The duty of record keeping and identification of trust property requires that a trustee maintain the material information necessary to protect the beneficiaries’ interests. Not only is maintaining the records its own duty, but it is the prerequisite for the duty to inform and report. A trustee should:
- Keep accurate and organized records.
- Record any transfers of property into or out of the trust.
- Document the decision-making process for trust investments.
- Account for:
- The nature and value of the trust assets when received.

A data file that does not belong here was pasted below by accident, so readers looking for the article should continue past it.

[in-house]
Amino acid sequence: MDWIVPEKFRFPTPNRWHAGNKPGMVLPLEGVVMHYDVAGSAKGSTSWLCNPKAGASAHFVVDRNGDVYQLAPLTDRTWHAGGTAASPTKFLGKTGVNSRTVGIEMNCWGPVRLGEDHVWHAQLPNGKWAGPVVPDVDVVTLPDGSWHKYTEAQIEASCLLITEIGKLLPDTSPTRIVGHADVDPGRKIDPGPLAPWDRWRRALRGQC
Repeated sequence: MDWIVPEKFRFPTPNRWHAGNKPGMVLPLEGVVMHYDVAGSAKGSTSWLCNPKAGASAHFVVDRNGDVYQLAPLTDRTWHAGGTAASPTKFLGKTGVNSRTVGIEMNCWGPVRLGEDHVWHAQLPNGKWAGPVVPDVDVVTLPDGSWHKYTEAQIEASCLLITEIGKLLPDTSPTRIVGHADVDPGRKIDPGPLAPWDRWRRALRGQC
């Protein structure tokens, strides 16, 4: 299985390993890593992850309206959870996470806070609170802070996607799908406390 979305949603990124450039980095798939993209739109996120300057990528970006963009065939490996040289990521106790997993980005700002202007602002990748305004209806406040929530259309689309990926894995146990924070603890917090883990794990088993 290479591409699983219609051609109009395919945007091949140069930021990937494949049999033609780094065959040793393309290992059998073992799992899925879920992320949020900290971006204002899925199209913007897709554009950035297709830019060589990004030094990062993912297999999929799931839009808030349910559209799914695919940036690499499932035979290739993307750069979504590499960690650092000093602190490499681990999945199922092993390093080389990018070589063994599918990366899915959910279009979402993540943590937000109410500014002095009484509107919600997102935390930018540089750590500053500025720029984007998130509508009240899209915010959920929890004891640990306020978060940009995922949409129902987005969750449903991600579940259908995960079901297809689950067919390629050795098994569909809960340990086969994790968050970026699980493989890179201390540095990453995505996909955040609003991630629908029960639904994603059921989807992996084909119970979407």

- How much principal and income the trust has received and from where.
- How much principal and income has been disbursed and to whom.
- Any commissions paid.
- The amount and location of any balance on hand.
- Expenditures, gains or losses of the trust.
- Clearly identify the trust property as separate from the trustee’s own property.
- Retain trust records for as long as the trustee may be liable to the beneficiaries.
- Seek court approval of administrative actions to limit liability.
Failure to keep accurate and thorough records can result in a court resolving any disputed fact against the trustee.
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